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Mozilla bends on 'built-in' Firefox DRM so it can keep streaming Netflix

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While Netflix and others work on new ways to stream movies to your browser through HTML5 that don't use Flash or Silverlight plugins, Hollywood's requirements for DRM to prevent copying have put Mozilla in a bind. The DRM proposed means user's don't know exactly what's going on their machines or if it's violating their privacy, but without it Firefox will eventually be locked out of streaming most movies and TV shows. As a result, Mozilla announced plans to roll it out in the next few months on Windows, Mac and Linux versions of the browser, so one upside could be official Netflix support on Linux.

The situation is similar to what Mozilla faced in 2012 when it added support for the patent-laden h.264 video codec in order to avoid irrelevance. As the blog post puts it, not adding the tech would force users to switch to Internet Explorer, Chrome or Safari which are already implementing support. While future versions of Firefox will support the DRM technology (known as EME and CDM), users will be able to turn it on or off on their own, and the closed source code will be surrounded by an open source wrapper. In a technical breakdown of what it plans to do, Mozilla explains it's using Adobe Access DRM tech. The implementation means the DRM can work by binding content to the device it's playing on, but also control how much information about the user is being revealed. According to the FAQ, right now the tech is only coming to desktop Firefox, and not Firefox on Android or Firefox OS.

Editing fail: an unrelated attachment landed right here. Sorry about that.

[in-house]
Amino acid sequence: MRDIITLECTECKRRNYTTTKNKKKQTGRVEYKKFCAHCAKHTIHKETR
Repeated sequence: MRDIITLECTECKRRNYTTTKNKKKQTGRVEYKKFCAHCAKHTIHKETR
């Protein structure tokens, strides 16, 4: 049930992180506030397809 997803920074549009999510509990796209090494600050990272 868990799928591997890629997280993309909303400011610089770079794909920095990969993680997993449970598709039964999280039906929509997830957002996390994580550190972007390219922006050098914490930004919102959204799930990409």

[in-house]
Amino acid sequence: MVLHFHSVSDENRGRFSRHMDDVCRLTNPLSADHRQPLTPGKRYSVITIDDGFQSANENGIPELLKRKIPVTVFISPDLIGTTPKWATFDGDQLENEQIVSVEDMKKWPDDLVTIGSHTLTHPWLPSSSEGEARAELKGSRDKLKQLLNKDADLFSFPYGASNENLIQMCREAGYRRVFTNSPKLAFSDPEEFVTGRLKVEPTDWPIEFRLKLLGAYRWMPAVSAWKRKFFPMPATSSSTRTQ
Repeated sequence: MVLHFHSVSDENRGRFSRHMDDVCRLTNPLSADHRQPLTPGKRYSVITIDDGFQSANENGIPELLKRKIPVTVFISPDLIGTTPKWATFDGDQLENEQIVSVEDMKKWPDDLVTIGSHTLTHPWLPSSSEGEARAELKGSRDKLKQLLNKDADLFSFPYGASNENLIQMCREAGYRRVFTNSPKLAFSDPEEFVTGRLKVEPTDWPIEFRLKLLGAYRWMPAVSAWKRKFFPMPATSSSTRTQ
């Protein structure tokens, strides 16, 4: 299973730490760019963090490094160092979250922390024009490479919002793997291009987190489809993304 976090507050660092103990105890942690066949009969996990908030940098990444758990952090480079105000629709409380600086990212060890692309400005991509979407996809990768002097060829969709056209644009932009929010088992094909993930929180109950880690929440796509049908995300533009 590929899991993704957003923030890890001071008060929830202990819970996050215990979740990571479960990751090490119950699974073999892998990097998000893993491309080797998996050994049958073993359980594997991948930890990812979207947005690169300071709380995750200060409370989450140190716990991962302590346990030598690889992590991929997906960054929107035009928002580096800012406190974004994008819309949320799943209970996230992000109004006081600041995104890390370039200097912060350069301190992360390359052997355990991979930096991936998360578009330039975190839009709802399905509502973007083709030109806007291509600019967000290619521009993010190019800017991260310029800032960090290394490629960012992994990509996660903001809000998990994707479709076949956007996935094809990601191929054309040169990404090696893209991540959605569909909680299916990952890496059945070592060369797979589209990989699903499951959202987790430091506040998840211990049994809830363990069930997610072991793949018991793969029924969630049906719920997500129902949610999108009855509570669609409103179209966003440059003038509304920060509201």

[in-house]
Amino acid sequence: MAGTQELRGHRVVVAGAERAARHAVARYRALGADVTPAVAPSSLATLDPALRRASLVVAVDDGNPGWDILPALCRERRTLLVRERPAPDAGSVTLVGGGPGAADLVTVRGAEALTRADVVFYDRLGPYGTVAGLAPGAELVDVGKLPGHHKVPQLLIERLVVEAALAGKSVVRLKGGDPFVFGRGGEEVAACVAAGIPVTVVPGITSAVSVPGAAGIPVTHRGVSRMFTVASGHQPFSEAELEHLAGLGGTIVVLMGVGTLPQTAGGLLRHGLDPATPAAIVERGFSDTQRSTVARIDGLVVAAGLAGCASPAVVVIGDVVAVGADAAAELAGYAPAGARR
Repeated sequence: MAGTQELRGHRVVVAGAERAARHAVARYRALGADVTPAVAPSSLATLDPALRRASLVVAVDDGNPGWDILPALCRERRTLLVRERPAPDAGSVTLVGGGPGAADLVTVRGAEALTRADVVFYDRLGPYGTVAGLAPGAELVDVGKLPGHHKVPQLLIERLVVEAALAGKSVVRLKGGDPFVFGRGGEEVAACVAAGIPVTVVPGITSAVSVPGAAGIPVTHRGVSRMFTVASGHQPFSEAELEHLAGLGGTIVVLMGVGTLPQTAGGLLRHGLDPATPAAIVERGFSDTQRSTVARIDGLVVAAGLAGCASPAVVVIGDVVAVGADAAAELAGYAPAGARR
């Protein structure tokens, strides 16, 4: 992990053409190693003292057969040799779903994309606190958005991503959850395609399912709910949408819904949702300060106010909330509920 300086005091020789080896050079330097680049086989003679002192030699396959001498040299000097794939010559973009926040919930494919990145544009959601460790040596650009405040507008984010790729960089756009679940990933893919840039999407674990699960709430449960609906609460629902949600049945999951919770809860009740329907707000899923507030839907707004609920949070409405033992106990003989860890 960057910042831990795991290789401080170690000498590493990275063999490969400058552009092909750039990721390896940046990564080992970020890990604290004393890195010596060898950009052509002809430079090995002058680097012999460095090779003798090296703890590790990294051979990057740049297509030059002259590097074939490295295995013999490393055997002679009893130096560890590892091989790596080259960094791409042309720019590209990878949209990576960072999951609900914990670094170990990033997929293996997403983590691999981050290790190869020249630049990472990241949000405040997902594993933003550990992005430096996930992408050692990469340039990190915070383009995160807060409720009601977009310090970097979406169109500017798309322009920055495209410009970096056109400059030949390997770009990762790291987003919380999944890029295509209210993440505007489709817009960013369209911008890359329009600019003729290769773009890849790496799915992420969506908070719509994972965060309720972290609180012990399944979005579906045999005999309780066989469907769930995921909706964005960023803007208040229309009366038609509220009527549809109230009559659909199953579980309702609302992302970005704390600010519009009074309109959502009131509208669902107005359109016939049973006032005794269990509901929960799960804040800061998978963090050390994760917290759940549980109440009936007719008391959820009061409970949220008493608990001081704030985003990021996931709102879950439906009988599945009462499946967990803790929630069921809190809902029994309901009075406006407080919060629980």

Coverage: The Guardian
In this article: cdm, drm, eme, hdpostcross, html5, mozilla, netflix, w3c
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